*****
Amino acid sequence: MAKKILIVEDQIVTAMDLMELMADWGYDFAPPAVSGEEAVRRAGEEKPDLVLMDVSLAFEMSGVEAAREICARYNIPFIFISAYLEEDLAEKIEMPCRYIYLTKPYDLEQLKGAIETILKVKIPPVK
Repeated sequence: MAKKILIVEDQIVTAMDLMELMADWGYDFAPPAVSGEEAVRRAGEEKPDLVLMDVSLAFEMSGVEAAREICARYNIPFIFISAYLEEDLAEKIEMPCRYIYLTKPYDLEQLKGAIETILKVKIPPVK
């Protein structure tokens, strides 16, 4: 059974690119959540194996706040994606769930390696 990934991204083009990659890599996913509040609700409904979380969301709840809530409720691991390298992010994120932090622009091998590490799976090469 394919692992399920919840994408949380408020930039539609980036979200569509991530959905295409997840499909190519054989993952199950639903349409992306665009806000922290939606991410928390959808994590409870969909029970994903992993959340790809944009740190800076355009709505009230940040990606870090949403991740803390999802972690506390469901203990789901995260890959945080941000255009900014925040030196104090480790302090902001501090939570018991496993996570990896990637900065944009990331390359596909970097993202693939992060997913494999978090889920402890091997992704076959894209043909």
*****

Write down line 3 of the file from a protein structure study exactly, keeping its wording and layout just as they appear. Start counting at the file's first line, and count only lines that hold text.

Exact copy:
């Protein structure tokens, strides 16, 4: 059974690119959540194996706040994606769930390696 990934991204083009990659890599996913509040609700409904979380969301709840809530409720691991390298992010994120932090622009091998590490799976090469 394919692992399920919840994408949380408020930039539609980036979200569509991530959905295409997840499909190519054989993952199950639903349409992306665009806000922290939606991410928390959808994590409870969909029970994903992993959340790809944009740190800076355009709505009230940040990606870090949403991740803390999802972690506390469901203990789901995260890959945080941000255009900014925040030196104090480790302090902001501090939570018991496993996570990896990637900065944009990331390359596909970097993202693939992060997913494999978090889920402890091997992704076959894209043909």